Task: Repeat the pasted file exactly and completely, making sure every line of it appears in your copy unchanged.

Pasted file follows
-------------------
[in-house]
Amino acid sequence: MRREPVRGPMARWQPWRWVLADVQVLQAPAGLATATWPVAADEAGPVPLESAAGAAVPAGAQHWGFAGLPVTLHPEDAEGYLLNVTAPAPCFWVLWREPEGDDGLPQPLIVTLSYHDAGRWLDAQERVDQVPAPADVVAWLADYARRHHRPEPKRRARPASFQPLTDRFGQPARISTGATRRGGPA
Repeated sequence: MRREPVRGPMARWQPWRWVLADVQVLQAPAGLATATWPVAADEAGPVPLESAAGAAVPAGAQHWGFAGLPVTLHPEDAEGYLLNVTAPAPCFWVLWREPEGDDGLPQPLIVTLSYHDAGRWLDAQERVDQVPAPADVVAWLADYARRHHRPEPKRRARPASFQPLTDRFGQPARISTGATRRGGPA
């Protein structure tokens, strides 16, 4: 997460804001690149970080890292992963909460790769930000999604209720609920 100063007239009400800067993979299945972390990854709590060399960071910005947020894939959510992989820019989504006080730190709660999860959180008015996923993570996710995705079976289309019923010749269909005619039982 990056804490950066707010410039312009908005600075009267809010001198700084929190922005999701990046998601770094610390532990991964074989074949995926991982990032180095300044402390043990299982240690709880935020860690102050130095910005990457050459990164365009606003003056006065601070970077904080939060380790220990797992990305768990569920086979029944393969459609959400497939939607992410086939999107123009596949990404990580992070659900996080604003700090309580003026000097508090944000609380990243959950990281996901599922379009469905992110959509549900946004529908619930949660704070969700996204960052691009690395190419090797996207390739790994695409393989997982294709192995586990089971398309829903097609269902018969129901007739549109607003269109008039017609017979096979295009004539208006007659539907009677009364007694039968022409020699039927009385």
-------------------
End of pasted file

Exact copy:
[in-house]
Amino acid sequence: MRREPVRGPMARWQPWRWVLADVQVLQAPAGLATATWPVAADEAGPVPLESAAGAAVPAGAQHWGFAGLPVTLHPEDAEGYLLNVTAPAPCFWVLWREPEGDDGLPQPLIVTLSYHDAGRWLDAQERVDQVPAPADVVAWLADYARRHHRPEPKRRARPASFQPLTDRFGQPARISTGATRRGGPA
Repeated sequence: MRREPVRGPMARWQPWRWVLADVQVLQAPAGLATATWPVAADEAGPVPLESAAGAAVPAGAQHWGFAGLPVTLHPEDAEGYLLNVTAPAPCFWVLWREPEGDDGLPQPLIVTLSYHDAGRWLDAQERVDQVPAPADVVAWLADYARRHHRPEPKRRARPASFQPLTDRFGQPARISTGATRRGGPA
């Protein structure tokens, strides 16, 4: 997460804001690149970080890292992963909460790769930000999604209720609920 100063007239009400800067993979299945972390990854709590060399960071910005947020894939959510992989820019989504006080730190709660999860959180008015996923993570996710995705079976289309019923010749269909005619039982 990056804490950066707010410039312009908005600075009267809010001198700084929190922005999701990046998601770094610390532990991964074989074949995926991982990032180095300044402390043990299982240690709880935020860690102050130095910005990457050459990164365009606003003056006065601070970077904080939060380790220990797992990305768990569920086979029944393969459609959400497939939607992410086939999107123009596949990404990580992070659900996080604003700090309580003026000097508090944000609380990243959950990281996901599922379009469905992110959509549900946004529908619930949660704070969700996204960052691009690395190419090797996207390739790994695409393989997982294709192995586990089971398309829903097609269902018969129901007739549109607003269109008039017609017979096979295009004539208006007659539907009677009364007694039968022409020699039927009385």